Games as Educational Tools

This is an excerpt from my upcoming book, Having a Blast Homeschooling! It’s all about engaging children’s natural sense of play, curiosity, and wonder, instead of the grind of more formal ‘teaching.’ This is from the chapter on Games, which is about how common board games and card games can contribute to basic education. I welcome your comments and feedback on how you make homeschool fun for your children and yourself, and what you like most and least about homeschooling. Thanks! — Cormac


Board games, or ‘parlor games’ (as they used to be called) are a great way of getting children to learn lots of important things without realizing that they’re being taught. Games teach sportsmanship, winning and losing, operating within a structured framework of artificial rules. Plus, they’re fun! In the informal setting of playing a game, your child will often open up and talk to you in ways that they won’t in a more formal school setting. We like to have drinks and treats while we play. Don’t worry if the popcorn butter gets all over the cards—cards are cheap!

Be careful not to turn the games into a ‘lesson’ of some kind. Kids educate themselves when they play. Just help them to learn to play, and the educational aspects will take care of themselves organically. Remember what my cousin Phil from Philadelphia always says: “If you get too serious, you’ll spoil all the fun.”

Parcheesi. The first game I learned to play with my dad was Parcheesi. He had played it as a child. It has some fundamental concepts suitable for very small children, such as rolling dice, counting moves, making a blockade, capturing the opponent’s pieces, and basic winning and losing. Around the same time, he started me on Checkers, too. King me! I also played Candyland and Chutes and Ladders with my mom, both of which are good for children who can’t read yet. At this writing, both of them are still available on Amazon for under $12.00.


Monopoly is a great way to teach basic economic strategy. The Community Chest cards, the Chance cards, and the Title Deeds all provide reading practice. There’s money to count and a bank to keep. There are concepts of buying, selling, and trading property. Playing monopoly increases problem-solving skills—you have to use your brain to keep from going bankrupt. You have to make decisions quickly, and use your money wisely. It’s a good introduction to basic business concepts such as saving money, investing money, and buying and selling property. Later in the game, when each player has properties needed by another, negotiating skills become important. It’s also a game the whole family can play together, with older ones helping the younger ones. (I am always the Hat.)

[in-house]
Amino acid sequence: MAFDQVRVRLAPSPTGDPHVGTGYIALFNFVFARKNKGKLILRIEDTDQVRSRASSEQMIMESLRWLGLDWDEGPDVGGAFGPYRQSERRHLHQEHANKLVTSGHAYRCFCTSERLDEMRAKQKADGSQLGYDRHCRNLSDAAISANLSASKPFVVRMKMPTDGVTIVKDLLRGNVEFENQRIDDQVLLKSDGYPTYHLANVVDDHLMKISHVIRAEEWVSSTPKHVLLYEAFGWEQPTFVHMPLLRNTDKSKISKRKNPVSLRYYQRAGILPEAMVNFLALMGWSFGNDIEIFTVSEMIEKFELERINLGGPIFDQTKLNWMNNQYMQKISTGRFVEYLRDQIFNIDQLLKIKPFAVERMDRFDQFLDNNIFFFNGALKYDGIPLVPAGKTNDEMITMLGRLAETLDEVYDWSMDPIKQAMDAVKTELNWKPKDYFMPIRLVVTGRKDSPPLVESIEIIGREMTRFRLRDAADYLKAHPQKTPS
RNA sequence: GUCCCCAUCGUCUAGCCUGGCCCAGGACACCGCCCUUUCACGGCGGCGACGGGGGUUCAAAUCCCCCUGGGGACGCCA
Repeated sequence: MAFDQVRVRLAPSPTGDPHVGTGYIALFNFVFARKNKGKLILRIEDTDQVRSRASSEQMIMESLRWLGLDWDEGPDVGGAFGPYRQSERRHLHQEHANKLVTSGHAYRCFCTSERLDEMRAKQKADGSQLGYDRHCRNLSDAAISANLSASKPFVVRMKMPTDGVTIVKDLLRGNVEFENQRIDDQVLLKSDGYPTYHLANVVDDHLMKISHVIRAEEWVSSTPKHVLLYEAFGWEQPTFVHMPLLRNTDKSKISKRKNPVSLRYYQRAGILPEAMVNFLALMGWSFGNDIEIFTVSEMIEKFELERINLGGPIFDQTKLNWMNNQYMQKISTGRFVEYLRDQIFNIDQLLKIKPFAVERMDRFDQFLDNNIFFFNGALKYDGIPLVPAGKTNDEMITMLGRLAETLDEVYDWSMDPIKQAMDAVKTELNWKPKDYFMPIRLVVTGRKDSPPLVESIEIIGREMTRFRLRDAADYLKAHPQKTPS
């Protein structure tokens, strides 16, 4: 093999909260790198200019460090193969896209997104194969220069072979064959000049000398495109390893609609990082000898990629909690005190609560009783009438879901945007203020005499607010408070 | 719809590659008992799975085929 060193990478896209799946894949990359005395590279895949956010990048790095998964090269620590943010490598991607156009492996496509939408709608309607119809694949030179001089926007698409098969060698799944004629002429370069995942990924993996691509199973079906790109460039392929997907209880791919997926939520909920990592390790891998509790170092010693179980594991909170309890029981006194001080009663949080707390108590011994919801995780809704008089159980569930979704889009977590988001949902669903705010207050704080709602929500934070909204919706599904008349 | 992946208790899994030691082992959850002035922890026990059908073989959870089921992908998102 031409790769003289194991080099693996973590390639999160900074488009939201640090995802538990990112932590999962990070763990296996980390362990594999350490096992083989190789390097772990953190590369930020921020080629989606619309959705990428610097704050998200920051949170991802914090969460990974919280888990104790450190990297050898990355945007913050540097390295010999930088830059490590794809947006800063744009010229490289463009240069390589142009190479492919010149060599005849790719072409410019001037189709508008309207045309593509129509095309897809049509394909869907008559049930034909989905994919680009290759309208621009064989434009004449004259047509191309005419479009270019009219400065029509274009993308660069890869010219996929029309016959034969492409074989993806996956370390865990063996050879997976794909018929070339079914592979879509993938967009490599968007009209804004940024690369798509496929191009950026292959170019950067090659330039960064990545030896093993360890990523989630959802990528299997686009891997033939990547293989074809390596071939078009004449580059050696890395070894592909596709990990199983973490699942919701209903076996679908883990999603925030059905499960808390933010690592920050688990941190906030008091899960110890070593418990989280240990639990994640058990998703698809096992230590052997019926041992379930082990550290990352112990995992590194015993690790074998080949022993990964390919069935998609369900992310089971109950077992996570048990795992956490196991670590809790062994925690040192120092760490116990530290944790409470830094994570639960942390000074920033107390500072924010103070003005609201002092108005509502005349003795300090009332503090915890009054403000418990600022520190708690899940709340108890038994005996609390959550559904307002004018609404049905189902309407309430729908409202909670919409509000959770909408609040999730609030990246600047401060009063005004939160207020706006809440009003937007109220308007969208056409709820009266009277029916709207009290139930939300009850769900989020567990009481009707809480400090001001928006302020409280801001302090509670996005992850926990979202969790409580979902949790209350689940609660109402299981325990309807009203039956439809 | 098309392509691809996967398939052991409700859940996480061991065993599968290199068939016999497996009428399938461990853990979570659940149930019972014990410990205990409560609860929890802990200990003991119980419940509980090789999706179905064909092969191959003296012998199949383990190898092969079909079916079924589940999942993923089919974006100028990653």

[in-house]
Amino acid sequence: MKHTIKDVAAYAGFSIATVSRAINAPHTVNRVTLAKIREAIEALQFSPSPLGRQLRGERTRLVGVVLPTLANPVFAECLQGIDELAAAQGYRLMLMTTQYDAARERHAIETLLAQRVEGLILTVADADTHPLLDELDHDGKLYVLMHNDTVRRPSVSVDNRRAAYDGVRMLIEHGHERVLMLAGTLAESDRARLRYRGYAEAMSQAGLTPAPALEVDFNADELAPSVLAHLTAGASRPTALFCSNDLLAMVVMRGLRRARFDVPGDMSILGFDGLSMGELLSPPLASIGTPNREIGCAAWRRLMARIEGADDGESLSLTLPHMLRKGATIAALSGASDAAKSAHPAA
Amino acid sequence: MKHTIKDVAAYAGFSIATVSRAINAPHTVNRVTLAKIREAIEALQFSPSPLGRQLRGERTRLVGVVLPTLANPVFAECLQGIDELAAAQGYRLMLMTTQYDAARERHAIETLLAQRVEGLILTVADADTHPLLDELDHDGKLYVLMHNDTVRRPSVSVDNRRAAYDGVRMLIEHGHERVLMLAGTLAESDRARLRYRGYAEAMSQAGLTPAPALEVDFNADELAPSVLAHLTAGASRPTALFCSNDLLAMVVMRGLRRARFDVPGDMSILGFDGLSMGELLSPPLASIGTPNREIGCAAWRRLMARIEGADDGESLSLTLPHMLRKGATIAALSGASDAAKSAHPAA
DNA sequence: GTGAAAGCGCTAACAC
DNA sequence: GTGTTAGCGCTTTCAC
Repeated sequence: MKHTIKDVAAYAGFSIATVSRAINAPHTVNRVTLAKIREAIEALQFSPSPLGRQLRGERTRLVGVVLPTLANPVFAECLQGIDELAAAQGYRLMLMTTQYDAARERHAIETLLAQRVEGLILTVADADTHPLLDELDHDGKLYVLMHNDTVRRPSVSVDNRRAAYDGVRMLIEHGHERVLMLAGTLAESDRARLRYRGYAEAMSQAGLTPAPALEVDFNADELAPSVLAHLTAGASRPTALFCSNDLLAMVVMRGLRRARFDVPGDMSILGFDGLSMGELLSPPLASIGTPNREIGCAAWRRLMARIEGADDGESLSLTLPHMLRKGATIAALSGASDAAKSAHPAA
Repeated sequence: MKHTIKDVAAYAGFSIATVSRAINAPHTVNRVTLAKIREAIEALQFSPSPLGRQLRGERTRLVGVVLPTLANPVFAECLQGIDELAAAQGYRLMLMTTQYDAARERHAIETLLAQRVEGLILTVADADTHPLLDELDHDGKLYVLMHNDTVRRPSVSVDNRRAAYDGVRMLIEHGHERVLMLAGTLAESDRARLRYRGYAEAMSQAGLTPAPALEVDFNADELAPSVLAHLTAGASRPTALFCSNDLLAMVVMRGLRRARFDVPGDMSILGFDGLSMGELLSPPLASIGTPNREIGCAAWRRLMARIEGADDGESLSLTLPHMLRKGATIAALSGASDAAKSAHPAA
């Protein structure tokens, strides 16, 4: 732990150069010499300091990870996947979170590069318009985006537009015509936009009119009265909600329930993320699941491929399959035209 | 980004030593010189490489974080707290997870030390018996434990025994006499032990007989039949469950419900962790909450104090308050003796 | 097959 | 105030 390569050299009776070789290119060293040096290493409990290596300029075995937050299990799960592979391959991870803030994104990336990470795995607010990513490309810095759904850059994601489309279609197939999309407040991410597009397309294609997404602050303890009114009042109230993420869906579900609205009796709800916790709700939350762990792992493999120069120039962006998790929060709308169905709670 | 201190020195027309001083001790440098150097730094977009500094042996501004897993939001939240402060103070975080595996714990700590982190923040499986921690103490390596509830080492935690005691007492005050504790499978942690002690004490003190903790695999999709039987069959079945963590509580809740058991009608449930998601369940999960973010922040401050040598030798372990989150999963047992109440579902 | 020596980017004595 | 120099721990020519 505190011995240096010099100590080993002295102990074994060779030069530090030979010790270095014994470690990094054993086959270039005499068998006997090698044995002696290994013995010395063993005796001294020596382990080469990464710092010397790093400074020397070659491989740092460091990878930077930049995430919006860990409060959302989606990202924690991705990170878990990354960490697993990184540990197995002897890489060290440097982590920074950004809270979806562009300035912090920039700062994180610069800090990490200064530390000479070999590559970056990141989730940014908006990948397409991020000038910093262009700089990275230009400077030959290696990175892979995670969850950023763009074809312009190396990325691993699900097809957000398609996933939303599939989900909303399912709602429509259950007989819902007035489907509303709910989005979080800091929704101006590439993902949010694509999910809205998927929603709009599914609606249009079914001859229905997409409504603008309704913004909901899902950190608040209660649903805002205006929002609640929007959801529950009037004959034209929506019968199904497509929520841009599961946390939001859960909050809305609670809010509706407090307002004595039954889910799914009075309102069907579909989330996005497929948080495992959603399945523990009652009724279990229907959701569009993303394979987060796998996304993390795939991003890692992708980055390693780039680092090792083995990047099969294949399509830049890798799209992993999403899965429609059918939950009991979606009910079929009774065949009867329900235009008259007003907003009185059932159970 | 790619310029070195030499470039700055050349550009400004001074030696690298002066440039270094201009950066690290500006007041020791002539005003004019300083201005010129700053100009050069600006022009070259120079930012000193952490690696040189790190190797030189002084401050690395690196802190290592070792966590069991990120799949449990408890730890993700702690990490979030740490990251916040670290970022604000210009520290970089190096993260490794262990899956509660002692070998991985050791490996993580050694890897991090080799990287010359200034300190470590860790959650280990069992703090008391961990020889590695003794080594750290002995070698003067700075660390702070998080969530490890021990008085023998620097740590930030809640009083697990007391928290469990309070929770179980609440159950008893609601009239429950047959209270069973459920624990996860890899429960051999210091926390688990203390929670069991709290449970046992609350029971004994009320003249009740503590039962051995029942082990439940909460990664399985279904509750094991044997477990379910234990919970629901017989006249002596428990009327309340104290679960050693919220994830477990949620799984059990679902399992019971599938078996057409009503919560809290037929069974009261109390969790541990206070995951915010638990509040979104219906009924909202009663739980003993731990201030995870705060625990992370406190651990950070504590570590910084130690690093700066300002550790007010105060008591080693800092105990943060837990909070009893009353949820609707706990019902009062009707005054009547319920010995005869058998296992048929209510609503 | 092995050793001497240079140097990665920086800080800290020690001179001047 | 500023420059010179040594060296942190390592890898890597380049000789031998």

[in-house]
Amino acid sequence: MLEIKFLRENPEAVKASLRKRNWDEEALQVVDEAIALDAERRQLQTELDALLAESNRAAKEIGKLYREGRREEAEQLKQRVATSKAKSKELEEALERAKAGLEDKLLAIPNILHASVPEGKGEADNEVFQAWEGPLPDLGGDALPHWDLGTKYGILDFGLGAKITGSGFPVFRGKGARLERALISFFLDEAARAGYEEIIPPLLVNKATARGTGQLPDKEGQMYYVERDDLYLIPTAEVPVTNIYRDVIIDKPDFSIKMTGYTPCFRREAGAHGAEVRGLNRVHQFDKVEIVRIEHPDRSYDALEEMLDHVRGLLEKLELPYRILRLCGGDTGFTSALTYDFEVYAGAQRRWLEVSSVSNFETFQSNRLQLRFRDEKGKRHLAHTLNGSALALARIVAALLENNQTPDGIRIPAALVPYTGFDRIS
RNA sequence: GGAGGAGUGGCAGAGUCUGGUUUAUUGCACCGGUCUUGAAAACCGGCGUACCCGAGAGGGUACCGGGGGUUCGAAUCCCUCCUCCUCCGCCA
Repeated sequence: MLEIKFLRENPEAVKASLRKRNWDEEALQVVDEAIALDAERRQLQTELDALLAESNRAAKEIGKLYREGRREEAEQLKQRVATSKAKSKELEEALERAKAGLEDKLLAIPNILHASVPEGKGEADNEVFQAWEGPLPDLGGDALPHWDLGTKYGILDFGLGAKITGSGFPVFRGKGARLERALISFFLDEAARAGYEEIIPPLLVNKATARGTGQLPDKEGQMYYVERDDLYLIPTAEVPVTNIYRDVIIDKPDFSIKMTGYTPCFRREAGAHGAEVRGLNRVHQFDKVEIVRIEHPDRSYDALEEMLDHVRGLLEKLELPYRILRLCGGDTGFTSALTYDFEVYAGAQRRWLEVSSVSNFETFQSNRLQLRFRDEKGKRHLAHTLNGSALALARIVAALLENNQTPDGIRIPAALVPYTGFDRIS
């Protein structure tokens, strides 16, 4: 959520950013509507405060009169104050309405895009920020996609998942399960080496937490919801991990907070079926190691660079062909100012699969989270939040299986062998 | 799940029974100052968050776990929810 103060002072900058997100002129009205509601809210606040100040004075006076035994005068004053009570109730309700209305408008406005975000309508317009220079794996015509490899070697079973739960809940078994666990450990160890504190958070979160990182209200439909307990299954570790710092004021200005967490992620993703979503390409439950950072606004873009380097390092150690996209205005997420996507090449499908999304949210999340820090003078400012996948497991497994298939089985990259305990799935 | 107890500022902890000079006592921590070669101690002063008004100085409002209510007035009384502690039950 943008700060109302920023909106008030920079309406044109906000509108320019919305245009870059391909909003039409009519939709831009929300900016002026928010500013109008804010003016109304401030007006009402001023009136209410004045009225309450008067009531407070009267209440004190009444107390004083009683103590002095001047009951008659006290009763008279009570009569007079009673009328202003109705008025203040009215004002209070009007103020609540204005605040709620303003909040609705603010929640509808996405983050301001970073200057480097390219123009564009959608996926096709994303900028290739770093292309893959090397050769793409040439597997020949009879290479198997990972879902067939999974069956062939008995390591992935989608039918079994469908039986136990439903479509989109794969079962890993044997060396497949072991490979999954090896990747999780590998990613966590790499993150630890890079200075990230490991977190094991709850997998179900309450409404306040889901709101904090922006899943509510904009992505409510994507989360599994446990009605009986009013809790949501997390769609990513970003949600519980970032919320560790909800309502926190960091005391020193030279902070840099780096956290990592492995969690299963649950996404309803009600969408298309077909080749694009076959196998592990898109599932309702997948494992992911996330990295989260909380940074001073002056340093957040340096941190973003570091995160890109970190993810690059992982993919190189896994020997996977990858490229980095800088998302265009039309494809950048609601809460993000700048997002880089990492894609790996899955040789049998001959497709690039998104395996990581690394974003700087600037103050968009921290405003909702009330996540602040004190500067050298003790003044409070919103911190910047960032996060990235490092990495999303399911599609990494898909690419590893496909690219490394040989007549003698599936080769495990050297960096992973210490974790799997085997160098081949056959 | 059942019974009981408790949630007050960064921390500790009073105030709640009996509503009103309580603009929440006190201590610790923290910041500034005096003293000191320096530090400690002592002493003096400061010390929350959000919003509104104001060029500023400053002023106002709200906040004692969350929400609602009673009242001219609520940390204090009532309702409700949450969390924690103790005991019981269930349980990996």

Chess is a one-on-one game that requires foreseeing many different possible moves, and choosing the best one. It’s mostly about logic, but a certain amount of bluff can come in handy, too. My dad began teaching me how to play chess when I was five. In the spirit of helping to learn, he’d often ask me, “Are you sure you want to do that?” Sometimes he’d make me start without the queen, or some of the other pieces, to keep me flexible, not depending on one particular strategy. I joined the chess club in junior high school, and developed my playing style against many other opponents. When I was fourteen, I beat Dad for the first time. It was a strangely sad, moving experience, but he was proud of me.

PokerPoker is, in a way, the intellectual complement of chess. It’s been said that “Chess and Poker between them sum up the human psyche.” Poker helps children learn to read their opponents accurately and sharpen their ability to make judgments. Unlike chess, however, in poker you often have to make decisions based on incomplete information. Those decisions are not based strictly on logic, either. They are, in part, based on potential risk and reward. There is also the concept of ‘cutting your losses.’ The poker skills of calculating risk, projecting authority, and assessing opponents can all be applied in real life.

For those who have objections to gambling, consider playing with just the chips. However, for full effectiveness, genuine gain and loss are an important part of the play. Some play with pennies, but it could be anything: books, chores, treats, anything that gives a genuine sting upon loss, and a real triumph upon gain.

CribbageCribbage. I used to play cribbage with my dad frequently. The gameplay is sufficiently relaxed that we could converse while we played. He used to say that he liked cribbage because it was a mixture of luck and skill, the same as real life. You had to play with the cards you were dealt, but you could use your acquired skill to maximize the result. In cribbage, you can score better than your opponent, even if he has a better hand.

I played cribbage with my boys, too. It’s how they practiced the basic addition facts: fifteen-two, fifteen-four, and a run makes…how much? The traditional pegboard scorekeeping system is a constant exercise in small addition. Also, it’s just plain fun.

Of course, these are just a few examples. There are plenty of games to choose from. No doubt your family’s favorite games have plenty to offer, too. The most important thing, remember, is to keep the mood light and playful. Kids learn best when they’re having fun.

Leave a Reply

Your email address will not be published. Required fields are marked *